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Divorce and Its Effects on Credit Scores – And How to Protect Them

Written by Bruce Feinstein, Esq. on . Posted in Divorce Blog

divorce_credit_scores

Getting a divorce in New York can wreak havoc on a person’s credit score, but there are ways to prevent this from happening.

Filing for divorce and undergoing the divorce process can have an effect on everything from a person’s home and family to his or her personal finances. One important impact to understand is what divorce can do to a person’s credit score. A March 2015 press release published by Edmunds.com referenced a study of 526 divorced adults, and it concluded “31 percent suffered a credit score drop following the break-up of their marriage.”

This study’s sobering results were an example of how unwittingly unprepared couples can be when they start to go through the divorce process. So we decided to take a look at ways people can protect and raise their credit scores after a divorce through smart financial decisions.

In many marriages, one spouse provides the primary/majority of income for the household. When that couple goes through a divorce, one spouse can be left with a serious financial disadvantage. We see clients whose spouse stops paying bills, or who are left without a major source of income. This may lead to a mortgage default or even foreclosure. It can also affect their ability to find a new home, get good interest rates on credit cards, or even find a new job. Oftentimes your credit score is the way companies judge your financial ability, particularly in a job with fiduciary responsibilities and a negative score can have serious consequences.

Fortunately, there are ways to protect a credit score when undergoing a divorce. One way is to establish new credit in healthy ways. A person can close joint accounts held with a spouse and open new ones. Doing this will help their credit score start reflecting their own financial activity and not the joint activity they once shared with a spouse. It is important to note that closing accounts can have a temporary negative effect on a person’s credit score, but re-establishing credit and paying bills promptly will bring it back up. Rebuilding credit after divorce is similar to rebuilding credit after bankruptcy; you should start by requesting your credit reports from the three major credit bureaus. This will help you see all the accounts held in your name, and which ones you should close or monitor.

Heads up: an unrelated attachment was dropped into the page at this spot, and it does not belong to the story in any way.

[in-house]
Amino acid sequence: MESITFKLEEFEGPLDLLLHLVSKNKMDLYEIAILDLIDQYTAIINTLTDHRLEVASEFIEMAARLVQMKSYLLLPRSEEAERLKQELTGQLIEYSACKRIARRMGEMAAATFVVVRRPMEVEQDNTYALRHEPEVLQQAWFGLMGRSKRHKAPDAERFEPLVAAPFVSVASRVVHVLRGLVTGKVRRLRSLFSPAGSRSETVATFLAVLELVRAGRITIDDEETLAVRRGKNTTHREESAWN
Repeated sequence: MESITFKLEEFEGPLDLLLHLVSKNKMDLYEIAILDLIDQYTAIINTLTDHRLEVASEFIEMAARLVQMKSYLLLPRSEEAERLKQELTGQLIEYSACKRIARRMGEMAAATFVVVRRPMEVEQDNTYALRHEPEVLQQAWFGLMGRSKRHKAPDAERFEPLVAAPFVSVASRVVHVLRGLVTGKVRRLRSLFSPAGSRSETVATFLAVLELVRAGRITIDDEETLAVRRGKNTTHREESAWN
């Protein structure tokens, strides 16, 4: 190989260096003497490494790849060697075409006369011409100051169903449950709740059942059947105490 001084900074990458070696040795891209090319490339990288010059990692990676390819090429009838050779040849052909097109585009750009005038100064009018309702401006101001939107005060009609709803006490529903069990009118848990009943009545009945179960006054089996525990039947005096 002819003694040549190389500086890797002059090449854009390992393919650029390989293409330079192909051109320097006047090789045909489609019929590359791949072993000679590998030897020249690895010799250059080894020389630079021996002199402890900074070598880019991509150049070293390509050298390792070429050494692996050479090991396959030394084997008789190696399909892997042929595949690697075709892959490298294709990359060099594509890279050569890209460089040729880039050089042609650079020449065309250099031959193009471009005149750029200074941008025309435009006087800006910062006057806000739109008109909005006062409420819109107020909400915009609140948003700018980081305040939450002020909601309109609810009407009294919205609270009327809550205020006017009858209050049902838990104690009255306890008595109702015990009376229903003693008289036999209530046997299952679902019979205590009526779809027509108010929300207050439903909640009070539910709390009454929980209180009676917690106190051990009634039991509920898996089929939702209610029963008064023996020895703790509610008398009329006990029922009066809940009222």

Another preventative step people can take during the divorce process is to organize personal finances. This tactic is especially important for people who were not the primary provider of income during the marriage. Organizing finances can include creating a list of all credit, savings, and investment accounts and their amounts, from IRA’s and 401Ks to debts owed. It’s also beneficial to contact credit card companies to let them know of the impending divorce and ask for a new credit card with your name on it as the sole cardholder. Knowing about all debts and assets will help prevent falling behind on payments and offer a chance to make any necessary updates.

This step also brings up the significance of working closely with a divorce lawyer who has experience in matrimonial law and domestic relations. This background means the divorce attorney can help issue a letter to credit card companies requesting that a person’s name be removed from joint accounts as an authorized user, or to close them all together. A family law attorney in New York will know ways to protect a client’s financial health during and after a divorce, especially if unforeseen situations arise. Let’s say one spouse stops paying bills. The other spouse’s attorney can help schedule an emergency hearing with a judge to order the continuance of payments throughout the pendency of the divorce action. Staying on top assets and debts, especially those that are shared, can help prevent late payments and harmful fees that will impact credit scores.

 

If you are looking for an experienced divorce attorney in Queens, Contact the Law Offices of Bruce Feinstein, Esq. today for a Free Consultation.

(718) 475-6039

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